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Nicole Fordham Hodges on Rachel Gadsden's Body Mapping Workshop / 3 September 2012

Workshop participants create colourful overlapping bodymaps

Photo of participants create colourful overlapping bodymaps

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Rachel Gadsden is an inspirational leader at this family-orientated hands-on art workshop. She's clear but not patronising: she speaks to the artist in everyone. The aim of this workshop, she says, is to make artwork which ' says what an amazing person everyone is.'

 Children and adults are both instantly involved. Body mapping involves pairing up, lying on the floor and drawing outlines around each other's bodies, then expressing yourself - heart and soul - within your own 'body map'. It shows ' how life experience is stored in your body' and tracks ' the connection between your thoughts and emotions and your physical experience.'

Bodymapping was the inspiration behind Rachel's astonishing collaboration with the Bambanani group, many of whom are present at the workshop. The taboo-breaking, humane, visceral results of her residency 'Unlimited Global Alchemy' are on display at the Southbank Centre until 9 September.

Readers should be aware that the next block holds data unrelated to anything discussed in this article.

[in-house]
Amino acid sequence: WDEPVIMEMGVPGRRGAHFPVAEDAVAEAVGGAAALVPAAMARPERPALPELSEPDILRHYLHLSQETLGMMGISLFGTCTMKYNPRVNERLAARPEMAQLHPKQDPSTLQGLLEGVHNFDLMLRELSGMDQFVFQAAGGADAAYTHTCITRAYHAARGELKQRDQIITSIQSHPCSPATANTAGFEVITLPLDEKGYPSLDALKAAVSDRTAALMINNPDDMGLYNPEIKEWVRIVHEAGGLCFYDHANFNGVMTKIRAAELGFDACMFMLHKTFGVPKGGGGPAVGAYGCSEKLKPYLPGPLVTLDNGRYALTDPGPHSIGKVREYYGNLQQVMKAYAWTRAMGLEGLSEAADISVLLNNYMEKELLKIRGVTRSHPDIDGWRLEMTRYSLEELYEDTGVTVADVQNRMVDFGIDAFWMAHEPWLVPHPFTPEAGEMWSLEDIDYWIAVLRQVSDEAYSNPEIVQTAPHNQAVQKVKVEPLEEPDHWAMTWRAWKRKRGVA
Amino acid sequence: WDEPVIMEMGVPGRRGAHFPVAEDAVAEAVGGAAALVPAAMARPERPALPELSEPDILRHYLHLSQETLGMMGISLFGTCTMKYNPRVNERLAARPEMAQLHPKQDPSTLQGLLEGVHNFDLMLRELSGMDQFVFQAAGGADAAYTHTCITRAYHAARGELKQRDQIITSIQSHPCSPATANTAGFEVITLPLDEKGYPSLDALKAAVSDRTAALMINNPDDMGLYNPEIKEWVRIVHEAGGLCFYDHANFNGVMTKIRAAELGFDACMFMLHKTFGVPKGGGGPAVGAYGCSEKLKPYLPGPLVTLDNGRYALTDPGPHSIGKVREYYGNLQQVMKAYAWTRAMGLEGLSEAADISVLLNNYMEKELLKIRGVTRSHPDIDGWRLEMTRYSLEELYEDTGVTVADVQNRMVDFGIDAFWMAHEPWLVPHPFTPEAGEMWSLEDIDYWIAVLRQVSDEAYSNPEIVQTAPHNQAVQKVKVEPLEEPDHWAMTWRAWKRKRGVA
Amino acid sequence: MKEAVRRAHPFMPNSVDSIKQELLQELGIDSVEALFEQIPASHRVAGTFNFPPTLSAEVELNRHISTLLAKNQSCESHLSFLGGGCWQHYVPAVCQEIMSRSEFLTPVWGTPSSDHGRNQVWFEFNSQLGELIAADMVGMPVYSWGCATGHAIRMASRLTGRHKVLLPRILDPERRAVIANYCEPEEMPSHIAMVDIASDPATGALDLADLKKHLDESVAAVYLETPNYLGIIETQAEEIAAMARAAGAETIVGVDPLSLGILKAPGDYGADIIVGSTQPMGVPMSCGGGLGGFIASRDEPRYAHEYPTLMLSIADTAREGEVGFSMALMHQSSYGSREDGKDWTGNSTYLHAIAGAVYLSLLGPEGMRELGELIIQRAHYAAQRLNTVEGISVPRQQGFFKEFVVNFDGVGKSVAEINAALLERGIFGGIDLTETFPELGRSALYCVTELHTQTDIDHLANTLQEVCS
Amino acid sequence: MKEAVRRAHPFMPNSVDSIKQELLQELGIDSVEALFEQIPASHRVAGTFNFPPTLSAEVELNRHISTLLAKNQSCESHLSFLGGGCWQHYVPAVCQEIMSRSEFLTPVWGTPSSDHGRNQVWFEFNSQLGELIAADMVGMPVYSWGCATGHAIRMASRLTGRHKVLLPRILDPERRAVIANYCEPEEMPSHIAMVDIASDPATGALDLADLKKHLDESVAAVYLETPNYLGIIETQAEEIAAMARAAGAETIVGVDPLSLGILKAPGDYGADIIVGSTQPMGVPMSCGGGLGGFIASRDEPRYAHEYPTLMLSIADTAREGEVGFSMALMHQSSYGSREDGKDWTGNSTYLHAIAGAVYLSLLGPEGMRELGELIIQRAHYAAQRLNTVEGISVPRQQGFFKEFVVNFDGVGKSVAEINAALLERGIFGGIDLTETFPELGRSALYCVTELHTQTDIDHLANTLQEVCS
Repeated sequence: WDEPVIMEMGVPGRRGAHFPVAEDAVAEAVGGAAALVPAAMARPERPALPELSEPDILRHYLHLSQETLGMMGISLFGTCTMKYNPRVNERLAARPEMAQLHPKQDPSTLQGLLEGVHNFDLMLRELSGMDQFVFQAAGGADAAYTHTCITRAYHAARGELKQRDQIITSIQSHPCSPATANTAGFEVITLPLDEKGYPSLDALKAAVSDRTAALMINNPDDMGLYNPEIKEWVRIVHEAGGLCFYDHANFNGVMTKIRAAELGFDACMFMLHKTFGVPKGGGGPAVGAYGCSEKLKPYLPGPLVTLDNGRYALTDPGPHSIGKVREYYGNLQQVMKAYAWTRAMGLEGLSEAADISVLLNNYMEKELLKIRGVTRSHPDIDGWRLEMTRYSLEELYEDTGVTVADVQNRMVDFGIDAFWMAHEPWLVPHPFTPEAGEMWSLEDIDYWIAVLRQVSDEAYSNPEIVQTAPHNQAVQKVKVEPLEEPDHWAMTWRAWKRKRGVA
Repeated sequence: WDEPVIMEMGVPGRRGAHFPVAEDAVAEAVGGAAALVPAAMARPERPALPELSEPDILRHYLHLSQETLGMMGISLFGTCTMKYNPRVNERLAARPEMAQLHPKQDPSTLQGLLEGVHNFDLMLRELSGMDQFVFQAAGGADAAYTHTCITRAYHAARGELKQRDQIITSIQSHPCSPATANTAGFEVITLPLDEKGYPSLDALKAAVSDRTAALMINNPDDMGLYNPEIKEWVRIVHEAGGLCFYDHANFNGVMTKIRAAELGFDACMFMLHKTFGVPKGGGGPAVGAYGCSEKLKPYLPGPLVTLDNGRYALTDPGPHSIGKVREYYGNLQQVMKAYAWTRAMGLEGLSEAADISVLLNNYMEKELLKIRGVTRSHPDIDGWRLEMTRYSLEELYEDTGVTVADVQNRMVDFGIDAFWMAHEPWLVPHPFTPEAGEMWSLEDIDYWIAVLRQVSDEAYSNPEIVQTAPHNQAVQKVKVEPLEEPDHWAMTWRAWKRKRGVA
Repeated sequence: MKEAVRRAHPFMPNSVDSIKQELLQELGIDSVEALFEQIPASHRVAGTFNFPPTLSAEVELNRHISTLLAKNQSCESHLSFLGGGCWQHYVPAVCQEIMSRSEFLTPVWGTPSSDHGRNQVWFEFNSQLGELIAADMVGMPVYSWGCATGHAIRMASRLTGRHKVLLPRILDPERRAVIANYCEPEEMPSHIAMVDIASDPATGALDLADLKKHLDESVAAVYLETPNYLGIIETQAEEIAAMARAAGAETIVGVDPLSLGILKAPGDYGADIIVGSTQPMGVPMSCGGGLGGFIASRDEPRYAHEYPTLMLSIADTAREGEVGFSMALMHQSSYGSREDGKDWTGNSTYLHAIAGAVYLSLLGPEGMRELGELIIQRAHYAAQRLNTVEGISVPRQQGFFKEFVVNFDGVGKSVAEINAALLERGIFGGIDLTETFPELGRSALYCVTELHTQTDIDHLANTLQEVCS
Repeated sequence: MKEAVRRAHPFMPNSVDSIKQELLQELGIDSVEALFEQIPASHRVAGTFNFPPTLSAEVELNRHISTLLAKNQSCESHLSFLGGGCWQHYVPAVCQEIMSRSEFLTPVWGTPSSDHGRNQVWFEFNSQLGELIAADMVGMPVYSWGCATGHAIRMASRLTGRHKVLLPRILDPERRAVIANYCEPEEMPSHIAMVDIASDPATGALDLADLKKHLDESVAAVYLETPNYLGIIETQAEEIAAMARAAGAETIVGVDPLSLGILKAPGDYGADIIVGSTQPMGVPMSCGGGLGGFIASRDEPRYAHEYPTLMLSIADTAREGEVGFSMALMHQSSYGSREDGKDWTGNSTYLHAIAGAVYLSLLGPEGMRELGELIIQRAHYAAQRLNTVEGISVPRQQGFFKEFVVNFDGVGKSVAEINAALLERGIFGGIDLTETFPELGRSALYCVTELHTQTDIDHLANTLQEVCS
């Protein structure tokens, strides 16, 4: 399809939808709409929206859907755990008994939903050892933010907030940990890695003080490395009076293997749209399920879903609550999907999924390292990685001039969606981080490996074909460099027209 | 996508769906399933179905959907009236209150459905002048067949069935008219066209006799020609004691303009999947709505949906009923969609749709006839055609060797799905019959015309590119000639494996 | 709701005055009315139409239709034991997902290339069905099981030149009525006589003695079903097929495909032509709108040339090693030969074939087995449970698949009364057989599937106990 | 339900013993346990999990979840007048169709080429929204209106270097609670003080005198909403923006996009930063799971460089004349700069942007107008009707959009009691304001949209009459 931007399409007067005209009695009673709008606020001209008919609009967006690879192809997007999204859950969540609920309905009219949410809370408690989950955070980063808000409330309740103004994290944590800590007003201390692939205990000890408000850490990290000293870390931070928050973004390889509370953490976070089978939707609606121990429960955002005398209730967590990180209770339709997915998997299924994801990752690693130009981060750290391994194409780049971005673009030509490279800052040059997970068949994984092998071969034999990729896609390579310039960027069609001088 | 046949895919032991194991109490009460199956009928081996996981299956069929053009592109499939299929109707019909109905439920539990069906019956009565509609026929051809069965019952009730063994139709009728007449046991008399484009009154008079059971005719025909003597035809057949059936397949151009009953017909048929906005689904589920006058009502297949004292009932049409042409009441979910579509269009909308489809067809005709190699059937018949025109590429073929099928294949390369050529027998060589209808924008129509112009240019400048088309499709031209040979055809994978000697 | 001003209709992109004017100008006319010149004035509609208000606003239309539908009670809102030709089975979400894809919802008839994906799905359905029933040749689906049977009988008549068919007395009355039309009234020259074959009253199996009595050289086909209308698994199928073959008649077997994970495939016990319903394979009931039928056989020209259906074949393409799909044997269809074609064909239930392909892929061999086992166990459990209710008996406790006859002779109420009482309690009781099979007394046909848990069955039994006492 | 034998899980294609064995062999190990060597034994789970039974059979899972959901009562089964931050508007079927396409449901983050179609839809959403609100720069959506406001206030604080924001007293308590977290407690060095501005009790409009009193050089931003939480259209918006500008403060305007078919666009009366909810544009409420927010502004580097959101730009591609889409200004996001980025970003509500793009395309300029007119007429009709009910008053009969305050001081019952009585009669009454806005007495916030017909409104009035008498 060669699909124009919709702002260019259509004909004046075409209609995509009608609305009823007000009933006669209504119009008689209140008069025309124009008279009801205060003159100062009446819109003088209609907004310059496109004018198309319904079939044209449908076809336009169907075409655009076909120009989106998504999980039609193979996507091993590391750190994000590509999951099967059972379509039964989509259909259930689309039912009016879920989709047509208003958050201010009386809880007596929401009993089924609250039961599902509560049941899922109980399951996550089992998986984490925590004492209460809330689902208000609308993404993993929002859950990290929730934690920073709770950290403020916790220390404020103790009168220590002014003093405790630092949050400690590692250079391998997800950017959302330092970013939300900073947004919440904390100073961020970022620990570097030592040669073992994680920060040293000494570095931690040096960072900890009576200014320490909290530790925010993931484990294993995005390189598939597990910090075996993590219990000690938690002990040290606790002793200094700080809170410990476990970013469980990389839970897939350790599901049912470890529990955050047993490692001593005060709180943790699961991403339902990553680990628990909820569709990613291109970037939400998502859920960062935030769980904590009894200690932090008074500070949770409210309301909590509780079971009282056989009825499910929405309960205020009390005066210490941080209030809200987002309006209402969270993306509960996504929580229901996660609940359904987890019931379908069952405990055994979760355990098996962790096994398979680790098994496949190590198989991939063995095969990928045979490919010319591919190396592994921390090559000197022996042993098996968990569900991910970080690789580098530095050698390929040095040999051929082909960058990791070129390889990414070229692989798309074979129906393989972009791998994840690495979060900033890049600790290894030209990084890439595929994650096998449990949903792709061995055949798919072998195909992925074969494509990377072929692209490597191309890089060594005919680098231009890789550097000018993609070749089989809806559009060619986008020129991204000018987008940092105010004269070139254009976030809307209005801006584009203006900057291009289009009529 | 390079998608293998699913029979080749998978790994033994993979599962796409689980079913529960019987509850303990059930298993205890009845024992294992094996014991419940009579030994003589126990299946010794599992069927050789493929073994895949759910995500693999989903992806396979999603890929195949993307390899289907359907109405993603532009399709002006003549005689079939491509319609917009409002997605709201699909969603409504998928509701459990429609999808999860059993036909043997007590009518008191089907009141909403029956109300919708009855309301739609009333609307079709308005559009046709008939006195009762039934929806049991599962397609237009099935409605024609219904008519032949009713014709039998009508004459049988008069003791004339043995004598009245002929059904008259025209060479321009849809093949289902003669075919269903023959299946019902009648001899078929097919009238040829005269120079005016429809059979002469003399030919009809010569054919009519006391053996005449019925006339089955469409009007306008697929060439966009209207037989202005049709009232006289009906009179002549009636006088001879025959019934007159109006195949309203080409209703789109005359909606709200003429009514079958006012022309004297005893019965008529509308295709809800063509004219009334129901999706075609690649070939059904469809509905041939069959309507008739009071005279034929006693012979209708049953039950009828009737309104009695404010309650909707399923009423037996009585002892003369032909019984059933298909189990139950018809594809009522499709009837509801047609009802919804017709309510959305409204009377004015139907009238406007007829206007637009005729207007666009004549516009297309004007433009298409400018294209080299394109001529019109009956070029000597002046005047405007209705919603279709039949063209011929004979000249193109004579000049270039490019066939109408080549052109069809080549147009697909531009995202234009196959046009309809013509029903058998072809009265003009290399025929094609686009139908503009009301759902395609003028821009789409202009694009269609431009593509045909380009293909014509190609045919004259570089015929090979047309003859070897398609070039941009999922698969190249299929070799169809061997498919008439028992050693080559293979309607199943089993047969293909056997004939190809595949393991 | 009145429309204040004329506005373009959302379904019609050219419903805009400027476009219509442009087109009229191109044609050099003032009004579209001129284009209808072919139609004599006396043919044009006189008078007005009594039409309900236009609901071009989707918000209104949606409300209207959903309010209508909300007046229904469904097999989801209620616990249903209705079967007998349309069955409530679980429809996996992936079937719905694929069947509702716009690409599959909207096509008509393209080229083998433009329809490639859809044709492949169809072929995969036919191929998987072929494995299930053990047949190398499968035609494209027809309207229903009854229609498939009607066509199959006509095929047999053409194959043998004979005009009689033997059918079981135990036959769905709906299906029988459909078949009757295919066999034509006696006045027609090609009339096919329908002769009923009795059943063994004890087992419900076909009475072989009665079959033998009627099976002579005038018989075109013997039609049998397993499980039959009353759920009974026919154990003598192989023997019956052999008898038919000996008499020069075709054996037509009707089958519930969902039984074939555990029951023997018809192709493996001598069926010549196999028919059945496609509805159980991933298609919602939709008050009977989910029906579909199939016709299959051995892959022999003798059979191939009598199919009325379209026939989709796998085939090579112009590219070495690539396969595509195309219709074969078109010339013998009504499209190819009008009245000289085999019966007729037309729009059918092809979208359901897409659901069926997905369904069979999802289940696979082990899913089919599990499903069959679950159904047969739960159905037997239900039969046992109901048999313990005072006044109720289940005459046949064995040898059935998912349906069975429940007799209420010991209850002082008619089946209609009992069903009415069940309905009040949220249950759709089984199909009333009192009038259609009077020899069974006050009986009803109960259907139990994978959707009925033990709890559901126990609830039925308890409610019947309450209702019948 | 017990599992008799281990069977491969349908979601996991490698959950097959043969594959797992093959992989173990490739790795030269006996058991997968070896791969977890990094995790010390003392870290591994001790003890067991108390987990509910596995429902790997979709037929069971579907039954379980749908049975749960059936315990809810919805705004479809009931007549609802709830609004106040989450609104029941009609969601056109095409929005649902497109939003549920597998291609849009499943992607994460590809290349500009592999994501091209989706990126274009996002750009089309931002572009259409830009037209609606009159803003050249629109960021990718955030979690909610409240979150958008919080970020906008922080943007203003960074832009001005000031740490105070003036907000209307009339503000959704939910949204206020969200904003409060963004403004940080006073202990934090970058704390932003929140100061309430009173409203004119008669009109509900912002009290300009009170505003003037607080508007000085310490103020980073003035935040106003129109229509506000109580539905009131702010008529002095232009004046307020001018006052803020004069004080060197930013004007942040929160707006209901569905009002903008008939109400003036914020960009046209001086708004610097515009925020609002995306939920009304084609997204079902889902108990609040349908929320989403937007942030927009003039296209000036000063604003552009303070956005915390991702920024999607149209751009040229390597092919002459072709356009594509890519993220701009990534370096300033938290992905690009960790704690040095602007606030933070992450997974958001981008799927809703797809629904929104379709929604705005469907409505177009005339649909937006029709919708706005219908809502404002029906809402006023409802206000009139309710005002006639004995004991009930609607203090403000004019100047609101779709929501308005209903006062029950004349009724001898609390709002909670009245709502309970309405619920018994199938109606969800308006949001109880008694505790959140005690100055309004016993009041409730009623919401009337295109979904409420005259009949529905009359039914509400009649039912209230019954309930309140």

It's poignant and spooky to see people walk away from their completed maps. Children leave behind their outlines entwined in inseparable family groups. They are hugely overlapped, often looking the same way. Beth and Terry leave see-everything eyes, dots and swirls of energy, an unmistakable impression of family love. Eva and Magus have exuberant free fingers. They are grouped beside an unnamed toddler who leaves an explosion of unrepeatable first colour. Lily's fingers and toes extend light, whilst Rafael's long methodical bones show a piecing-together mind. An adult and child collaboration explodes with music. Every limb holds an instrument. 'It's everything we like,' explains Tilly. She has drawn her feet as a TV remote control in her imaginative dotty expression of the joys of life.

The adults take longer. Their maps are more contemplative. Their positions have the hesitant overlaps of strangers. I map myself too, pausing politely at the places where my outline overlaps with others.

My map is a barely-there foetal creation, receding in purple, taking up little space compared to the others. A hide and seek of wombs and spaces-within-spaces. 'Creation, but where from?' I write. I return later to sign it.

Jump in,' someone has written on a  yoga-posed figure. 'Life's a beach?'  Yes. It's poignant to see people jump in, then step away from what they have done, leaving a nobility of bones and inexpressible-by-word qualities of heart.

Keywords: art,arts and health,bodymapping,disability art